Like many familiar with both the play and the movie, Sarabhai also feels the latter did not do justice to the complexity of the story. “The movie is not a patch on the performance,” she adds. “What worked perfectly in the performance, such as the famous chakravyuha evoked with a wooden ladder being turned by Abhimanyu, cannot work in a movie, for we have seen too many Ben Hur-like movies with lavish war sequences.”
Instead of cutting down on the actual war scenes, Brook made the decision, Sarabhai says, to cut out a lot of the intimate details that reflect the conflicting character psychologies “that to me are the crux of the Mahabharata”.
The challenges of adapting such an ambitious text were also acknowledged by Carrière himself. “Two dangers always threaten every adaptation: a systematic lack of respect which treats the original work like a springboard…disfigures and transforms everything,” he wrote, “or absolute respect which holds the original as sacrosanct, to the minutest detail.” The golden mean, it was obvious, lay somewhere in between these two extremes, though it remained elusive. And yet, the richness of Brook’s grand vision of the epic still deepens manifold, as we watch it unravel with the awareness of all the experiences and encounters that befell him and his dedicated troupe in India.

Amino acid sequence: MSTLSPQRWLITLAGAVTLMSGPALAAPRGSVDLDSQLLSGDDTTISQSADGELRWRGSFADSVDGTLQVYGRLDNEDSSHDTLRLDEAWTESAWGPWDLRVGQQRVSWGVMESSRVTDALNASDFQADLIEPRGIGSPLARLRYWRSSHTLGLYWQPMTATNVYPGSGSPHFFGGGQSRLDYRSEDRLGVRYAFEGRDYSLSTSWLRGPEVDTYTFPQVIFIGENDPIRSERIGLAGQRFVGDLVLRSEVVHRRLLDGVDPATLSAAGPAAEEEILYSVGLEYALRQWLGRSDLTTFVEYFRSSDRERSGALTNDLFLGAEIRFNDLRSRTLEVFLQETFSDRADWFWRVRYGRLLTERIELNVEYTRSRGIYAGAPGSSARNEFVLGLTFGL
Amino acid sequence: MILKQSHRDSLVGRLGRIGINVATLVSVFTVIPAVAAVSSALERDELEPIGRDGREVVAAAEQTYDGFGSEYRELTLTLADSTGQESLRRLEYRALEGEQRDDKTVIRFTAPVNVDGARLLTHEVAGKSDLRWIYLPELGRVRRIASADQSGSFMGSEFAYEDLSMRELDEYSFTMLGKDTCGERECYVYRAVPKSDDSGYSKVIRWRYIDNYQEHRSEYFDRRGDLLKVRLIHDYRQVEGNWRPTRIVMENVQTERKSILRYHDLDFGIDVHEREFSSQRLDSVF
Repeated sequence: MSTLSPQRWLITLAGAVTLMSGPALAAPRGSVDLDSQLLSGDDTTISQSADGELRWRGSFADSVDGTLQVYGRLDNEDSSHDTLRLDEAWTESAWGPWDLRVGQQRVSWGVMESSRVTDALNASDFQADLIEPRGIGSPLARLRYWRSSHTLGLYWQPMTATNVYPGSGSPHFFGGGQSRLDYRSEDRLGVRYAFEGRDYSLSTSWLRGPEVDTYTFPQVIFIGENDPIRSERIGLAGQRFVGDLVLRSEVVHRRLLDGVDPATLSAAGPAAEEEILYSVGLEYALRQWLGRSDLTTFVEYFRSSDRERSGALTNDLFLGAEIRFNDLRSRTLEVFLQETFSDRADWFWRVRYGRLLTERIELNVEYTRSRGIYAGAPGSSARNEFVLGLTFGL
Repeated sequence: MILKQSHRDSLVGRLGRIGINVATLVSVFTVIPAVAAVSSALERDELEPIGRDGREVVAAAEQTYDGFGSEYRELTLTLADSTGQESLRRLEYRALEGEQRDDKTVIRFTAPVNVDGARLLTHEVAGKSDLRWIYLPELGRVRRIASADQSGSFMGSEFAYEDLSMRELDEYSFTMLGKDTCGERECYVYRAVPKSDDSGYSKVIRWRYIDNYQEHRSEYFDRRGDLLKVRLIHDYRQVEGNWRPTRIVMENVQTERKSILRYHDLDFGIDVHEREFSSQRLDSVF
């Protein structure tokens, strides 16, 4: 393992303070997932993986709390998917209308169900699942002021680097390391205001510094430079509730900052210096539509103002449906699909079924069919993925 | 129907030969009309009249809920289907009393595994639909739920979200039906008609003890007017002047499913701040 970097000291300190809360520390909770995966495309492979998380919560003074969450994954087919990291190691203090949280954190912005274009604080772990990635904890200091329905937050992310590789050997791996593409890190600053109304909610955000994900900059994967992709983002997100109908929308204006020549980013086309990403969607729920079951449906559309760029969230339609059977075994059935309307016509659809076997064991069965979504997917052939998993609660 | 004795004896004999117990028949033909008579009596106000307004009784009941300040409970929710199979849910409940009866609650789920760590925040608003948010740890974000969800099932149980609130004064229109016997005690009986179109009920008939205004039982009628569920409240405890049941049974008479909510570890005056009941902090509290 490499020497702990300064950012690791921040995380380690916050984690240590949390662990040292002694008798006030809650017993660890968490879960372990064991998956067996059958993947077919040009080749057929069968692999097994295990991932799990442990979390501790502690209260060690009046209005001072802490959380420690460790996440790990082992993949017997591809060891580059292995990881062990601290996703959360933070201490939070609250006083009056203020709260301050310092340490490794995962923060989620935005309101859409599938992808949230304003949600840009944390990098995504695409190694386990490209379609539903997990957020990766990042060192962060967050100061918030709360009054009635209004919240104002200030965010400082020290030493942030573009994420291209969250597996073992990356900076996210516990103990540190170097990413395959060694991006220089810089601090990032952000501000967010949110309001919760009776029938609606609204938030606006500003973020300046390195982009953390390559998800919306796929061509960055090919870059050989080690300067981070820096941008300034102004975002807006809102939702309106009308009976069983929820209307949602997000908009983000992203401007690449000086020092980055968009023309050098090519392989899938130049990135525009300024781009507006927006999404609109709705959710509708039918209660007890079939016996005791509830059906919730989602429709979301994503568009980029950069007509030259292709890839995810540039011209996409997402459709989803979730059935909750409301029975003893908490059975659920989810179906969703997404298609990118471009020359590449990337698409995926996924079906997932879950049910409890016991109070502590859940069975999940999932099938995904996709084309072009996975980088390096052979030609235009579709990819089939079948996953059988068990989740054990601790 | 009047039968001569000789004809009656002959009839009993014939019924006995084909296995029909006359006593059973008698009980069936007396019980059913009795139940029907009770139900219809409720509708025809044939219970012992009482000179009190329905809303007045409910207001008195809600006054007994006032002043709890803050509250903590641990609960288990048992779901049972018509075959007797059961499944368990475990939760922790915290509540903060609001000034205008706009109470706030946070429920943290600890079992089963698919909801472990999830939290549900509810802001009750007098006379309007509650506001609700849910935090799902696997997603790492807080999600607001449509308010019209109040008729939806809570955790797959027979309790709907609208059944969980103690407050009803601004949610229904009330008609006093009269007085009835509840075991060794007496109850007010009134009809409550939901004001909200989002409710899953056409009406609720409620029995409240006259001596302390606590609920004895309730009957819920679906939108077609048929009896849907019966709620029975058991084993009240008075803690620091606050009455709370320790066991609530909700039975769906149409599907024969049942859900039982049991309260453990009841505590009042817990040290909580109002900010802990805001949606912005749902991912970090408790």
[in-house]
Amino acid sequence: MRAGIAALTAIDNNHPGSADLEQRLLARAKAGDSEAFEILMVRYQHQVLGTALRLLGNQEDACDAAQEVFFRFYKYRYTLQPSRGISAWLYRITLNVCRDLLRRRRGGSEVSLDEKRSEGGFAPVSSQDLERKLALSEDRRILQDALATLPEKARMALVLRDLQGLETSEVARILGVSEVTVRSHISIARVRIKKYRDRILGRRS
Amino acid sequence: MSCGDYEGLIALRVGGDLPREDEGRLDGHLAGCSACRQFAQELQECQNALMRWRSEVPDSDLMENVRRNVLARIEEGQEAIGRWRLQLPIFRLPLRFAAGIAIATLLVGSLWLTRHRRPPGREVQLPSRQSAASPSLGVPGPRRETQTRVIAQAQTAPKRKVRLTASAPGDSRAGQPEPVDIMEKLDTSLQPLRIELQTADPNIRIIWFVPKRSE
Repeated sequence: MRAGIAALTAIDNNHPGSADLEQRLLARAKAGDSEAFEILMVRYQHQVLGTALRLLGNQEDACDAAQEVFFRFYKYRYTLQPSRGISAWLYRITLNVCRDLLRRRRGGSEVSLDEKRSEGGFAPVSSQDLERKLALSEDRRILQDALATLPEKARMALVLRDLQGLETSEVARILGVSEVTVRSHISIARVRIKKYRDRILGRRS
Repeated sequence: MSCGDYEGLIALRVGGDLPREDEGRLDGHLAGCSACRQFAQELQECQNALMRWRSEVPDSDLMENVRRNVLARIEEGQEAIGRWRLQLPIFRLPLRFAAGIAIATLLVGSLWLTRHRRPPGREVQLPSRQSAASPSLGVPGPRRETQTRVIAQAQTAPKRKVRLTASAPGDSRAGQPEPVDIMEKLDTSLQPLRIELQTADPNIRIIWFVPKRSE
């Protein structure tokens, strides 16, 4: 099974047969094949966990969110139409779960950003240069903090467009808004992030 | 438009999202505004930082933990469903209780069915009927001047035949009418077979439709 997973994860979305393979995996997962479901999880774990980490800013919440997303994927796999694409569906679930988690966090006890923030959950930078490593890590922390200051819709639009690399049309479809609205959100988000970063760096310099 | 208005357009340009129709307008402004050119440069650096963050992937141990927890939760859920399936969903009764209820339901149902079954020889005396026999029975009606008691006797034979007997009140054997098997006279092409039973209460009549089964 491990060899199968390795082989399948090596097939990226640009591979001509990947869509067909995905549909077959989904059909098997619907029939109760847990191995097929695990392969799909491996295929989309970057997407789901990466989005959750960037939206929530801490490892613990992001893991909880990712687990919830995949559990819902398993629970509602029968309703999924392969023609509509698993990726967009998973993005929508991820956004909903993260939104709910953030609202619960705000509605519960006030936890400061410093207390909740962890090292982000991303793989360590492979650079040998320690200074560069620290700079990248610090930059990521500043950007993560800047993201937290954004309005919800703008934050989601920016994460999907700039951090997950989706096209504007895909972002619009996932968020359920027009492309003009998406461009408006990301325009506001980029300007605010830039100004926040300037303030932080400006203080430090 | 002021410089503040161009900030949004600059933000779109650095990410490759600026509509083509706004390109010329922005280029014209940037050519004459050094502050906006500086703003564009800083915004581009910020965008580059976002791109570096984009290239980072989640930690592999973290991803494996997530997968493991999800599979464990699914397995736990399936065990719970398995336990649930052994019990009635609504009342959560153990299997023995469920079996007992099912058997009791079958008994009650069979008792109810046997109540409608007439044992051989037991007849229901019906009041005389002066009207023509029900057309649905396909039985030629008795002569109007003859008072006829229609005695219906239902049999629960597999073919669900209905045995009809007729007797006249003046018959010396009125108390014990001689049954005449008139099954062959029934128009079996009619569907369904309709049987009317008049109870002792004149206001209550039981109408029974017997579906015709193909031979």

From meeting Satyajit Ray and P. Lal (who undertook the complete English translation of the Mahabharata into English) in Kolkata to observing unnamed dancers, dramaturges, priests and folklorists at work in the southern states of India, Carrière writes of a passion that transcends nationality, ethnicity and geographical boundaries. “How do you get out of the Mahabharata?” he asks at one point. And then, he realizes during his time in India that he can’t—especially while he is surrounded by the remnants of the past all the time. “The present is sometimes very ancient,” as he notes. “The poem constantly comes between us and the world.”